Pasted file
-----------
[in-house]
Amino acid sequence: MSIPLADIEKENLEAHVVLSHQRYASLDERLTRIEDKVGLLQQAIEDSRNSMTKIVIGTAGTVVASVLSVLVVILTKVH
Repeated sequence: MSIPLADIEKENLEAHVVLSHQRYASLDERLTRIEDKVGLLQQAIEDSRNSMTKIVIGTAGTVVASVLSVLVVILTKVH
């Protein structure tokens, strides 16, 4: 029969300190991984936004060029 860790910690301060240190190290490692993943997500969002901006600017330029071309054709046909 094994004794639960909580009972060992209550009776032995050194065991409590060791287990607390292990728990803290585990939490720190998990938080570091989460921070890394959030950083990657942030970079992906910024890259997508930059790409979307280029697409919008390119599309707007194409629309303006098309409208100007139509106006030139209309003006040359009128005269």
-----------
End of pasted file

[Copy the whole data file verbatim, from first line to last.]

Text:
[in-house]
Amino acid sequence: MSIPLADIEKENLEAHVVLSHQRYASLDERLTRIEDKVGLLQQAIEDSRNSMTKIVIGTAGTVVASVLSVLVVILTKVH
Repeated sequence: MSIPLADIEKENLEAHVVLSHQRYASLDERLTRIEDKVGLLQQAIEDSRNSMTKIVIGTAGTVVASVLSVLVVILTKVH
């Protein structure tokens, strides 16, 4: 029969300190991984936004060029 860790910690301060240190190290490692993943997500969002901006600017330029071309054709046909 094994004794639960909580009972060992209550009776032995050194065991409590060791287990607390292990728990803290585990939490720190998990938080570091989460921070890394959030950083990657942030970079992906910024890259997508930059790409979307280029697409919008390119599309707007194409629309303006098309409208100007139509106006030139209309003006040359009128005269």